It is seen to behave as if it were a Grihasthasrami (Head of House Hold). It was in this action that Kalidasa gave the young deer Deegapanga and Wild Jasmine plant, Vana Josna with sensations and emotions of human beings. The act begins with a conversation between Anasooya and Priyamvada. They speak of Dushyantha Maharaja who courted Shakunthala according to the mode of vivaha of Gandharva. They are worried about not hearing about the king who went to his palace to take care of business in the capital after the realization of the Yaga.

In the meantime, it seems that a guest has arrived at the hermitage. The girls console themselves for the idea that Shakunthala will be at the hermitage to welcome the guest. At that moment, the guest burned with rage and showered words of curse on Shakunthala: "You could not see me because of your fantasies. Leave it, you thought, forget it. "The maids realize with a shock that Shakunthala is unaware of the arrival of Durvasav as she was lost in the day dreams." Anasuya asks Priyamvada to follow Durvasa and ask her to forgive Sakunthala.

Seeing the humility of Anasooya, Duravasa sympathizes a little. It allows a concession that the curse will be lifted by showing the sign ring that Dushynta had given him as a token and that he will be freed from his forgetfulness. It is only through pure luck that such a concession is granted by Durvasav who is categorical and warm by nature.

After all, Anasooya and Priyamvada pledged not to let Sakunthla know something about the curse and ways to lift the same. Their decision is of great dramatic importance. Sage kanva who came back from the forest knows the Ghandharva Vivaaha of Sakunthala with Dushyanta with the help of his divine vision. He arranged for Shakunthala to be sent to the Dushyantha Palace, as well as the detainees of the hermitage. While Anasooya and Priyamvada bring garlands made of elanjhi flowers, and mixtures of sandals and kunkumas for Shankuthala to be adorned, the young disciples of Kanwa bring silky clothes and ornaments given by forest nymphs with words of blessing.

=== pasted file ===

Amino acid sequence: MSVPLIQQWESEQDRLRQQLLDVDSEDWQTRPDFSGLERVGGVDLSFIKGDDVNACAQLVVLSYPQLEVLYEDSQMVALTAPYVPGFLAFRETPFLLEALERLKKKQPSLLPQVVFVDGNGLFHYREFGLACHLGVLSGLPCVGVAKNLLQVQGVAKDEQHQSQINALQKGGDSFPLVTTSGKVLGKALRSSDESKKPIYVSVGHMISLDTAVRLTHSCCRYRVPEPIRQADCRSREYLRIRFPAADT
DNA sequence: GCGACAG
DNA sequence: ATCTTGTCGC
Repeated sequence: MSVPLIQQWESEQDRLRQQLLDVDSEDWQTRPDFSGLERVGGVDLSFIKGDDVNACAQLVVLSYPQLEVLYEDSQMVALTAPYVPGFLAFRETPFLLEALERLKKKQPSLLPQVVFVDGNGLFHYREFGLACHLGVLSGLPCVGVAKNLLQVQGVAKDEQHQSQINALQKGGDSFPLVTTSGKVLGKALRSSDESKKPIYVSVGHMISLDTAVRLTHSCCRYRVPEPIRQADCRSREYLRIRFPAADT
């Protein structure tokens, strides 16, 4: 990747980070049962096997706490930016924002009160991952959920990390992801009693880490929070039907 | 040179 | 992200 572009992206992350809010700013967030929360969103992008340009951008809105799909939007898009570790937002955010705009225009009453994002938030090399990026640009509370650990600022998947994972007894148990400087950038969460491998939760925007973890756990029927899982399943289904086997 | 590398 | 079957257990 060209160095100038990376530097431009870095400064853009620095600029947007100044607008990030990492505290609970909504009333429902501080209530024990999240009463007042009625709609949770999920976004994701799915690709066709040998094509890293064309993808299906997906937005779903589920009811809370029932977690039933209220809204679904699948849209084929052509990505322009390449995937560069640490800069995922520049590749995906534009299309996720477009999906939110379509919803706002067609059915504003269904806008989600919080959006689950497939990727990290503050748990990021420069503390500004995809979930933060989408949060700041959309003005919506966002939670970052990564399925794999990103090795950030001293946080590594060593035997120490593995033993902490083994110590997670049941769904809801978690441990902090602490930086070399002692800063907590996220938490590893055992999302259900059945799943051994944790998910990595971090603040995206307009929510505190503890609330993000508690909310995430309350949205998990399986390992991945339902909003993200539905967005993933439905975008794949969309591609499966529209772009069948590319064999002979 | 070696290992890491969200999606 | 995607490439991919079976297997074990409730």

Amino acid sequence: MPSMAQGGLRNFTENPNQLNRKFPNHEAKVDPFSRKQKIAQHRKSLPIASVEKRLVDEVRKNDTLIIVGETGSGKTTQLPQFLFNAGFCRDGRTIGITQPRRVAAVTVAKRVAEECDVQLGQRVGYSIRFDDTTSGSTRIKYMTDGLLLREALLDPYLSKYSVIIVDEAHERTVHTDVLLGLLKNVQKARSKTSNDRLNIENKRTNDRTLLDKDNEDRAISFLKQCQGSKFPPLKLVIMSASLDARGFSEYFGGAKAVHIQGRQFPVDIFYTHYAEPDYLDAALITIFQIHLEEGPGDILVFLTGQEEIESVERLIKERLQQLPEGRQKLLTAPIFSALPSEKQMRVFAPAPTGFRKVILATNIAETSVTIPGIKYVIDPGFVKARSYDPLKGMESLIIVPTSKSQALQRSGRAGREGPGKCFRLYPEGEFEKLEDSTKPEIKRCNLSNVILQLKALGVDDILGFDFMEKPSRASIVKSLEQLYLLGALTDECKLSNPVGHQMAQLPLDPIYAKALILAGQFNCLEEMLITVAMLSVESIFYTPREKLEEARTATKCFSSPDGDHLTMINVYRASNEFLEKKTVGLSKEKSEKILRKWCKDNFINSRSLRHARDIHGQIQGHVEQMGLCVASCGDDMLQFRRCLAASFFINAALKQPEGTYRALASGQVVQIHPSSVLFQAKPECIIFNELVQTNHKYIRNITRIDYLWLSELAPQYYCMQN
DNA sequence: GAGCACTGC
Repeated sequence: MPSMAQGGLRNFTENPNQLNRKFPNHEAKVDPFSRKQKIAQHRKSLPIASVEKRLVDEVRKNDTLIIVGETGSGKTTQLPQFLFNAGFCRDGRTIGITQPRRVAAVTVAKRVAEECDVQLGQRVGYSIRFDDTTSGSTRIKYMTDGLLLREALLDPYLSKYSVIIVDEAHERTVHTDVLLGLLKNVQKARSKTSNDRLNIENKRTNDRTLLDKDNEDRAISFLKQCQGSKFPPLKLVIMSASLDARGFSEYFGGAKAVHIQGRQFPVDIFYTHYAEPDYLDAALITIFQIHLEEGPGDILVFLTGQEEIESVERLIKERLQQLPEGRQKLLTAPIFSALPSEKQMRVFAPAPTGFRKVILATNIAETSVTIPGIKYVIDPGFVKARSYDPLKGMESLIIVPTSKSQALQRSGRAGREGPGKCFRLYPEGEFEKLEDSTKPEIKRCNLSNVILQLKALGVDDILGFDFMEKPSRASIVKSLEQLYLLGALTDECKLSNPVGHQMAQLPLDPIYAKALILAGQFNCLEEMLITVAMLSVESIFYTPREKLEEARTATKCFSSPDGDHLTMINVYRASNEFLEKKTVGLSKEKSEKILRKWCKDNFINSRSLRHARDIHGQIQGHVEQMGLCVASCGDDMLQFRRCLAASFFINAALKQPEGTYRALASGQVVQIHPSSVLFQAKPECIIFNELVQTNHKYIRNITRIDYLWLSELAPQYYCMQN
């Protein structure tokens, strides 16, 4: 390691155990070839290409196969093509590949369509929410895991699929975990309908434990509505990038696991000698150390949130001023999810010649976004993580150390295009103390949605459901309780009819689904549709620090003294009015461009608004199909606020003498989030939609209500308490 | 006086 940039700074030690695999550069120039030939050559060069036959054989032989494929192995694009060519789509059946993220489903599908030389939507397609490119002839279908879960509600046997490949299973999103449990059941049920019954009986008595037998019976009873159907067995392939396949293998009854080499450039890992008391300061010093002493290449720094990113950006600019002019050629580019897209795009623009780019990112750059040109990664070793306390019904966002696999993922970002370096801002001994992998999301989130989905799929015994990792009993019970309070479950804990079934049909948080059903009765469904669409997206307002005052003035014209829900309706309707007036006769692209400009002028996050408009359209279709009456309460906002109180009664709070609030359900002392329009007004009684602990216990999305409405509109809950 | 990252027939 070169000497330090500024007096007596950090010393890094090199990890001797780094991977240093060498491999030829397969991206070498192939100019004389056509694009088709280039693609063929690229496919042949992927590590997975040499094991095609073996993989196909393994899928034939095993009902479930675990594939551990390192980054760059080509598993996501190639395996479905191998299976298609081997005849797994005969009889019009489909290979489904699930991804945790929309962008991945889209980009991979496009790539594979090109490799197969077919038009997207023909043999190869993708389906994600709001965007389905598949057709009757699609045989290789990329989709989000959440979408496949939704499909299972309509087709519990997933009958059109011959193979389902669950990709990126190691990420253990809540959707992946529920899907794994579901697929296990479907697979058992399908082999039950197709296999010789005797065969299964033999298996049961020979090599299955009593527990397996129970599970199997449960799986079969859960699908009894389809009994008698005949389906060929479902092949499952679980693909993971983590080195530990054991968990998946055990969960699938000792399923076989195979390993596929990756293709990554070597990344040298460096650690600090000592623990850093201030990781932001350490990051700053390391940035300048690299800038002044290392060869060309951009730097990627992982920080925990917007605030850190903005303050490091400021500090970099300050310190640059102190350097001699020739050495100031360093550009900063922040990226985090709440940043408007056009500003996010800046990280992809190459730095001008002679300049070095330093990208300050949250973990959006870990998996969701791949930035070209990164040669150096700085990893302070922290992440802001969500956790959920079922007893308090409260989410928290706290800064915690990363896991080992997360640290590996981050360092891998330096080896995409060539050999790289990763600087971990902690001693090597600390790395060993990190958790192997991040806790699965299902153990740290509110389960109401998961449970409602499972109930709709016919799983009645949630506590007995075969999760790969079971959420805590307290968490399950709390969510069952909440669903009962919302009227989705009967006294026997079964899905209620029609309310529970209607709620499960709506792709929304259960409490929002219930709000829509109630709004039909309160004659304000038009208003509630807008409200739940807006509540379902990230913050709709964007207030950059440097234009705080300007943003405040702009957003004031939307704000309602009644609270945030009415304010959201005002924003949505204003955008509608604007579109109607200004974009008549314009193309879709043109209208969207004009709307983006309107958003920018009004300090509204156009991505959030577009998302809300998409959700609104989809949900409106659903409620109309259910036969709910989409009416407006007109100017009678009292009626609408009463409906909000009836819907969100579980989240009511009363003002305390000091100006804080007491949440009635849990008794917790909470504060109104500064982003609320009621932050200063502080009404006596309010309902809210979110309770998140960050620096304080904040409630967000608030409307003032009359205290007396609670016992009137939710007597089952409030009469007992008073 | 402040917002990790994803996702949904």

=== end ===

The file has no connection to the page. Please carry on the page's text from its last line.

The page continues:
The advice and words of consolation that Kanva gives to Sankunthala when she turns to prostrate before him is a true blessing. The authorization that the flora and fauna of the hermitage grant to Sankuthala to take a leave echoes the songs of the birds shama. When she tries to leave, the tip of her clothes is stuck to something. When she turns and looks back, she finds it was the fawn (the deer) called Deergapanga. When Sankunthala is gone, the defeated Kanva returns to the hermitage accompanied by Anasooya and Priyamvada. He felt relieved as if a large debt had been repaid.

Explanation of important passages in Act IV of Shakuntalam

1. Curse of Maharshi Durvasav.
We hear the intense curse endowed with Shakuntala by Sage Durvasa who burns with rage because of the fact that she has not managed to welcome him as she is lost in fantasies. Shakuntala who courted Dushyantha according to Gandharva's mode of vivaha remains lost in thought, the very moment when Durvasav, angry, goes to Kanvaasram. Durvasav raises a curse on Shakuntala by kissing Dushyanta to forget it. The curse is as follows. "Leave him, to whom you have thought, forgetting everybody and not seeing me as a wise man, forget your very existence when he is called back, like a madman who can not remember everything that happened Before. "[This is because Shakuntala was lost in her thoughts about Dushyantha that she did not see the wise Durvasa when he visited the hermitage.The wise man is so angry that he curses him That Dushyanta will forget it, even when it is recalled to him. His forgetfulness will be that of a crazy man who can not remember anything that happened in his life before he made fury.

2. The morning painting as painted by the disciple of Kanva.
The disciple of Kanva gives a beautiful description of the setting of the moon and the rise of the sun simultaneously and the morality transmitted by the gaze. On one side we see the moon collapse, and on the other side the sun, drawn by the wagon driver Aruna, appears on its own. Does the rise and fall of the two jyotis, that is, the sun and the moon, at the same time indicate the word of the universal law that the change of fortune (that is, Change from one dasha to another) is essential? With the setting of the moon, the flower at night does nothing more. The reddish morning permeates the dew of the branches of Vadari. The peacock, shaking, hastens the chalets of the hermits. The antelope, springing from the place of sacrifice, rises above and extends its graceful limbs. The moon fell from the sky with diminished rays. It seems to the disciple that the moon and the sun, the two great men of this world, climb with extreme work to the height of ambition only to take off easily and quickly.